Self-driving vehicles and drones require advanced technology that integrates the computing, or cyber, components as well as the physical components, such as sensors, motors or batteries. Two engineers at Washington University in St. Louis are taking a fresh approach to better design and manage power distribution and energy storage in these and other cyberphysical systems.
Xuan "Silvia" Zhang and Christopher Gill received a four-year, $936,504 grant from the National Science Foundation to study how to orchestrate modular power in a modular manner at the mesoscale, an area that has not yet been studied.
Xuan "Silvia" Zhang and Christopher Gill, both faculty in the School of Engineering & Applied Science, received a four-year, $936,504 grant from the National Science Foundation to study how to orchestrate modular power in a modular manner at the mesoscale, an area that has not yet been studied. Mesoscale systems, which can range from mobile devices to the International Space Station, falls between the microscale, which includes on-chip power delivery network in microprocessors, and the macroscale, such as an electric power grid.
"In a mesoscale system, you have a source of power, such as a battery; you have power distribution, such as a power converter or voltage regulator; and finally, you have the components that consume power, such as processors, motors, mechanical components or sensors, and they all behave very differently," said Zhang, assistant professor of electrical & systems engineering. "This is very different from things at the micro- or macroscale because those are very homogenous systems."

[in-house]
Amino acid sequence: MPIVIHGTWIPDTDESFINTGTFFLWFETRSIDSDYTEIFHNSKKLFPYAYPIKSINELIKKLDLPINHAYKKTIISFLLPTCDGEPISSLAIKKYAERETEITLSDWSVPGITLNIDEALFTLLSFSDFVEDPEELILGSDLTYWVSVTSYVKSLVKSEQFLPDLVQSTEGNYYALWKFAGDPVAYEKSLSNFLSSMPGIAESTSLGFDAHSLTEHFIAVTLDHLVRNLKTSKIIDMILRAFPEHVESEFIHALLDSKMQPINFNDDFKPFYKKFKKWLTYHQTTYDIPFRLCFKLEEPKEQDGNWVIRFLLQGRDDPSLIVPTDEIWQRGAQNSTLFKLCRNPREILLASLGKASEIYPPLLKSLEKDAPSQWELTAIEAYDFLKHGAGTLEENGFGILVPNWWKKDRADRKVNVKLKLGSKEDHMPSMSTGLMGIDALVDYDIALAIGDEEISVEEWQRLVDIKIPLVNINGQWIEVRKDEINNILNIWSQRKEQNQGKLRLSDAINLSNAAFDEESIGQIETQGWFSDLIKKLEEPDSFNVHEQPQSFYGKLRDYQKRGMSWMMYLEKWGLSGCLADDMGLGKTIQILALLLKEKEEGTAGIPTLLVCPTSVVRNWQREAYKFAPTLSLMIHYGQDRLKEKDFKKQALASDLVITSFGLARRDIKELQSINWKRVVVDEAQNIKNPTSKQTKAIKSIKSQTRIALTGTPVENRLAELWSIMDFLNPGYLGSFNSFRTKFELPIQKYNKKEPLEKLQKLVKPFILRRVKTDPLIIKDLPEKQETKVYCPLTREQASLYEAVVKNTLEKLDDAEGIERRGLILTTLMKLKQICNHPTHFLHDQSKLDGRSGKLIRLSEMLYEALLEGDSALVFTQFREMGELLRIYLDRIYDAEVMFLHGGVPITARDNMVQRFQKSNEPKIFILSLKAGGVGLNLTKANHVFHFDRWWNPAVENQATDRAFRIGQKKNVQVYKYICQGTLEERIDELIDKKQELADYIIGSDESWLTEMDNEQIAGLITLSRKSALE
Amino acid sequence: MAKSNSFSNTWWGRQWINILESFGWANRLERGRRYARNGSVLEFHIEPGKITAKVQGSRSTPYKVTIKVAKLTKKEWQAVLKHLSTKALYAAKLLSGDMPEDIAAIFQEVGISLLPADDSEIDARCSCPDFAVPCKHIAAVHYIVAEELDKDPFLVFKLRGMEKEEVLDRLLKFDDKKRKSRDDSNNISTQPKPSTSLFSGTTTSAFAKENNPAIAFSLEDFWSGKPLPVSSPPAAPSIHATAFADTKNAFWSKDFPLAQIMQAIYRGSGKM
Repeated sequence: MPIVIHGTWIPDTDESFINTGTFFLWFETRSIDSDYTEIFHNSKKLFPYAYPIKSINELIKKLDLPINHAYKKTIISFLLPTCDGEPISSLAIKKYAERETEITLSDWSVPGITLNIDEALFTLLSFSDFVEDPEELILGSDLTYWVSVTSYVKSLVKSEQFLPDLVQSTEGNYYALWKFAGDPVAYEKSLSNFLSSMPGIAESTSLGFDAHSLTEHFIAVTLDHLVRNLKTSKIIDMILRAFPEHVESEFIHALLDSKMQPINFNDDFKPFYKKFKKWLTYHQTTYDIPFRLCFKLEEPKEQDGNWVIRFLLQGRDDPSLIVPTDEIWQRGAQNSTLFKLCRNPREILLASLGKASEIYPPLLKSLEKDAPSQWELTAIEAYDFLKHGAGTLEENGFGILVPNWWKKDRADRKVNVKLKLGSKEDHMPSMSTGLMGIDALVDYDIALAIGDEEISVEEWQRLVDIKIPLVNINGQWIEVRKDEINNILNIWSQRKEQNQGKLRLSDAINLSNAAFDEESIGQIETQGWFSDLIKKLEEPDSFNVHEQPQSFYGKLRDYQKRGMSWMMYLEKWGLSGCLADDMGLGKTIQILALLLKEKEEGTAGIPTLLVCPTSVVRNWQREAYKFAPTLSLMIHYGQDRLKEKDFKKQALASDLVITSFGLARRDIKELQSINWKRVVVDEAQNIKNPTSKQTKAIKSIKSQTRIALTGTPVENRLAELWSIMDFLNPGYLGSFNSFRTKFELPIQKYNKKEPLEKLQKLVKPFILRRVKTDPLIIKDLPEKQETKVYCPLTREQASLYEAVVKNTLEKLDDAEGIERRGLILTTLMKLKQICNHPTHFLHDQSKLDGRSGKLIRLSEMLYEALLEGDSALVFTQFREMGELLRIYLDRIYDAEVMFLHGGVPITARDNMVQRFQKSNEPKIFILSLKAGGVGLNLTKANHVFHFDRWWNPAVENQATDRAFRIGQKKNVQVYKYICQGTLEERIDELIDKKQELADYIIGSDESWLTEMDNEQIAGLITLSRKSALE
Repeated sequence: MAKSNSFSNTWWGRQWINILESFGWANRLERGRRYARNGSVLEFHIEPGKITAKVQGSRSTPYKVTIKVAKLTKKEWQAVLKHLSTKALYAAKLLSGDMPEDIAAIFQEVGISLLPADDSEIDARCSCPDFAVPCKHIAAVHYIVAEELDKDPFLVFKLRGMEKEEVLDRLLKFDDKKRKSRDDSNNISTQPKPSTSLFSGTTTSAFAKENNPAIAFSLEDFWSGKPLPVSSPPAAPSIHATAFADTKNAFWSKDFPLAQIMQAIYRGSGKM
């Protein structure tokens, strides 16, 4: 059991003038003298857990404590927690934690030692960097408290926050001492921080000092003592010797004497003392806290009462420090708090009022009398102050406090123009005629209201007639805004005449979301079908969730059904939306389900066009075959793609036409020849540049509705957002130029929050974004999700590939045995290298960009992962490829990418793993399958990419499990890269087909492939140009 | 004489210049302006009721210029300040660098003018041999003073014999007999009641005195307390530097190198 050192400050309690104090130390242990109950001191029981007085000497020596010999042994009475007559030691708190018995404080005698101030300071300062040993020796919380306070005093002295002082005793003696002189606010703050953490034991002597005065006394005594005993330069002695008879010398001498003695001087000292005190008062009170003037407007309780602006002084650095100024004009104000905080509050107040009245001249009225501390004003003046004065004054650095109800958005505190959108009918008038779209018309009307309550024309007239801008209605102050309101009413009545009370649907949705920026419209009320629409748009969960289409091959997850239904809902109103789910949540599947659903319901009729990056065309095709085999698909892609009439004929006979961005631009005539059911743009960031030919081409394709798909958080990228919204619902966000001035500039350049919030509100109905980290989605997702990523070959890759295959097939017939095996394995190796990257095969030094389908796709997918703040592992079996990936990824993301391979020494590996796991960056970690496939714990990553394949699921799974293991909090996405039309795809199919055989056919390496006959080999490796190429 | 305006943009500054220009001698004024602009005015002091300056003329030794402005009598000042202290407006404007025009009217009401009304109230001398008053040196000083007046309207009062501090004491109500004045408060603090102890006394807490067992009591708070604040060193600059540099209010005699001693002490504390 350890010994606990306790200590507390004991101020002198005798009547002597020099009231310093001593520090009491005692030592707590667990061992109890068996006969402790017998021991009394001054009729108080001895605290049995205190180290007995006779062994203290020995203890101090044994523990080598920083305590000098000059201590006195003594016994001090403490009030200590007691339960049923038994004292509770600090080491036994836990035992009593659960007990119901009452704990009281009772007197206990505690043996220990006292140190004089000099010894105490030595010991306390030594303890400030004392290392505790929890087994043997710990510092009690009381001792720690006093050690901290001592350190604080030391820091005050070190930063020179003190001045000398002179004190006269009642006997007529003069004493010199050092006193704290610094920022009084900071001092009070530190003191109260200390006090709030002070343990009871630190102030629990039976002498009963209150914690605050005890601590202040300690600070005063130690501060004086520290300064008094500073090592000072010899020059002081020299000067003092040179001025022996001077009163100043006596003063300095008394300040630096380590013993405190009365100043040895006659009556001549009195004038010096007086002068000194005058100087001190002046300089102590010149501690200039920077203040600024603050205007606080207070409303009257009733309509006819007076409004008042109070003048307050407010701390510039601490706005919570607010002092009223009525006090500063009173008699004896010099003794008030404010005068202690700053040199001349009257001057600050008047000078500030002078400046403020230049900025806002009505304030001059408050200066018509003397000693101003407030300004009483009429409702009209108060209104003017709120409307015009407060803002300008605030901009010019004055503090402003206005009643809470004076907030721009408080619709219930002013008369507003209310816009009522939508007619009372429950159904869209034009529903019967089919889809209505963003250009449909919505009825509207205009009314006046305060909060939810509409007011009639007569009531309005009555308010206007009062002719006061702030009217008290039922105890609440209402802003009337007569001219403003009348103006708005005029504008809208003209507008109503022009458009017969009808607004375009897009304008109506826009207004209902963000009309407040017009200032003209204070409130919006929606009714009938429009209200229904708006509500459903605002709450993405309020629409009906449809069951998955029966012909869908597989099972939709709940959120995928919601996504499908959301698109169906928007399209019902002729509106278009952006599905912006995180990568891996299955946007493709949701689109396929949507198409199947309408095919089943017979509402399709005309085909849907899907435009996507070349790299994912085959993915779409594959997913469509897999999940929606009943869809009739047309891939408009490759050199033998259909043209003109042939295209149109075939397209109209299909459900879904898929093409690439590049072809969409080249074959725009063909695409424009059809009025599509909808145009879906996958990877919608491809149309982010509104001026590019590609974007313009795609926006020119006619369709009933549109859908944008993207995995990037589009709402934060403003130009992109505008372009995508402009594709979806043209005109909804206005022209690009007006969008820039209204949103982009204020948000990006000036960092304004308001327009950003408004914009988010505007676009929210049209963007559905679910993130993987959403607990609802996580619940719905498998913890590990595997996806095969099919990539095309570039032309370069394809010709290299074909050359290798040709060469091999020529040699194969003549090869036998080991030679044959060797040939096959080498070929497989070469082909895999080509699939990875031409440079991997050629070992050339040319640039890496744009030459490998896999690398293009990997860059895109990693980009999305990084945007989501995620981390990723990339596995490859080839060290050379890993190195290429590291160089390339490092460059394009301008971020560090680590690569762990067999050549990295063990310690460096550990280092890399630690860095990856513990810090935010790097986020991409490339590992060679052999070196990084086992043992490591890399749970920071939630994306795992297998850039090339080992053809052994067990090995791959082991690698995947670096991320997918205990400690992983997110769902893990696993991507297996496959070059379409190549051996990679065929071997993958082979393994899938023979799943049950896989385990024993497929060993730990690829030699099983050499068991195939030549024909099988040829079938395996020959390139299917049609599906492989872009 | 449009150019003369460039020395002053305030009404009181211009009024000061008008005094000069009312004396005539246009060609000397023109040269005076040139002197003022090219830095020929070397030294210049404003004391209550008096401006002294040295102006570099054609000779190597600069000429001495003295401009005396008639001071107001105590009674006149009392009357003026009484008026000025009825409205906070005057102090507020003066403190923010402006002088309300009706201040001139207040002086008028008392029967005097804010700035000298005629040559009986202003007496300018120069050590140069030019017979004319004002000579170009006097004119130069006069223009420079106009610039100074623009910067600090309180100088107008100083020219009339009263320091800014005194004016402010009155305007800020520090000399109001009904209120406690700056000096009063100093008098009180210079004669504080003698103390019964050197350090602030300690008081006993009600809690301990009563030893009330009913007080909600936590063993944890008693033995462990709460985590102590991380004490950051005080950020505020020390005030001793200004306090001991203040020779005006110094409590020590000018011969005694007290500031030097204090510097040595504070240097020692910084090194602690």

While having this heterogeneity is a challenge, Gill said it may also work to their benefit.
"Each component's behavior can be captured and characterized as sort of a signature or a fingerprint in terms of power behavior," said Gill, professor of computer science & engineering. "This also touches on the behavior of real-time and embedded systems where the timing behavior of each component also is an identifiable fingerprint. We're really interested in taking these timing signatures and power signatures and reasoning about what are the different combinations of behaviors, which different components that are put together can use to maintain timing guarantees, longer battery life and safe power regulations."
Gill said there also is unnecessary complexity currently in programming power and timing.
"We hope to create the right set of abstractions so that the power and timing behavior together are more programmable so someone could build a system without having to earn a PhD," Gill said.
Zhang and Gill bring together their expertise to attack the problem from both the electrical and systems engineering angle and the computer science angle. Zhang and her lab are working on specially designed hardware, and Gill's expertise in operating systems and other system software will allow them to build kernel modules, or other pieces of code, to orchestrate system behavior.
"Fundamentally, if we can create this principled approach to solve the power distribution and orchestration in the mesoscale system, it potentially has a wide range of applications," Zhang said. "A lot of the general principle can be broadly applied to a system where the complexity of the interaction between the physical components and cyber components has to be intelligently managed. We need a method to solve this complexity."
With $25,000 in seed funding they received from an Engineering school-funded Collaboration Initiation Grant in May, Zhang and Gill have already started building some prototypes. They also are working with the university's Office of Technology Management to seek patent protection for some of their technology.
Zhang and Gill said this framework would be attractive to the robotics industry as well as to companies that design processors and system integration.
As part of the grant, they plan to work with undergraduate students in the Research Experience for Undergraduates (REU) program held in summers in the School of Engineering & Applied Science.
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